A former client asked:
buy ultram online
buy diazepam online without prescription
“What does Scrum say about User Acceptance Testing? I am wondering if it should best be done within 24 hours of delivery, or at the end of a sprint…“
I’ll dodge scrum, but answer how we do it here by framing this in terms of risk and velocity:
valium online no prescription
buy tramadol without prescription
We prefer to get acceptance as soon as a story can be delivered to the acceptance/demo server. Intra-day is the best, but certainly within the same sprint when the work is done so as not to muddy velocity measures (a story isn’t done until it is accepted, so there’s incentive on all sides).
The longer a story sits out there (waiting to be accepted), the bigger the risk that it is “wrong” and needs re-work. Since the code base continues to evolve, fixes are harder the further they are away (in terms of commits) from the original change-set. This can slow down velocity. We want to reduce risk and maintain a steady velocity. Thus, the sooner a story is accepted by the stake holder, the better.
soma online no prescriptionprovigil online pharmacy adipex online without prescription ativan online no prescription buy ambien without prescription buy klonopin online buy xanax online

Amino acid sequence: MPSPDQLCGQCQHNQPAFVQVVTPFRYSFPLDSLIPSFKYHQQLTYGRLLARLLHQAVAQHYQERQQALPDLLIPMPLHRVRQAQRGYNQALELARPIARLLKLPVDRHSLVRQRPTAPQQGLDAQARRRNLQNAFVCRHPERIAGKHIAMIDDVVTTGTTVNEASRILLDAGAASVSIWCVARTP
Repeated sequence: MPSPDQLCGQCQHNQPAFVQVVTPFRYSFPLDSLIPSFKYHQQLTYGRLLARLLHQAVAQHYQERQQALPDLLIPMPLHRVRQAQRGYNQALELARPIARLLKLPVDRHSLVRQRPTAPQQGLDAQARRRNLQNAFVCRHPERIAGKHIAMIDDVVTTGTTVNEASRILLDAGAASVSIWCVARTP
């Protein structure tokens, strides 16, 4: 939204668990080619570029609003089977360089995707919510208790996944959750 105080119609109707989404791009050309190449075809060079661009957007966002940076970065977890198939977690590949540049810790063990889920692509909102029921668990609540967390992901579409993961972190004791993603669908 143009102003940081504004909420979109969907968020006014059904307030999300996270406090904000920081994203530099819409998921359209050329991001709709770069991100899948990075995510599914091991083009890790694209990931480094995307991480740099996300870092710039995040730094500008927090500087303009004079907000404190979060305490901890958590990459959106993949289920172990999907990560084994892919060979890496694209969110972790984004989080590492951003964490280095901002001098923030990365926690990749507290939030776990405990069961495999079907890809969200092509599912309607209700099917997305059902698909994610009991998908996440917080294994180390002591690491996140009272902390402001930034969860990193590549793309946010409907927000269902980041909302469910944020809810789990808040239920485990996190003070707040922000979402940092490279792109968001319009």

- Project Sprouts from Luke Bayes “an open-source, cross-platform project generation and configuration tool for ActionScript 2, ActionScript 3, Adobe AIR Flash and Flex projects”
“Project Sprouts was originally designed (as AsProject) to solve a specific set of problems and was later entirely refactored to become a modular set of libraries that are built on top of Ruby, RubyGems and Rake.” — Luke Bayes
“So how will Sencha monetize? The company plans to sell its tools, like Sencha Animator, at a premium. It’ll also offer premium support plans.” — Tech Crunch
“Does anyone have experience with (slower) performance on EC2 compared to Heroku”
- Test network lag
- The small instance, the default, is just too wimpy to run as an application server
- Make sure your database instance is big enough, and has enough memory
- Any experience with RDS?
“Can you run cucumber with its own database instance?”
- By default, Cuke creates its own environment, but piggy-backs on the test database
rake db:test:prepare is wired to :test and won’t support a :cucumber in the database.yml without extra rake tasks that have continuing maintenance costs
- I’ve used the parallel_tests gem in the past, which has managed to retrofit db:test:prepare to work with multiple test databases, but it did require an extra step after each migration (and it didn’t play well with postgres text indexes).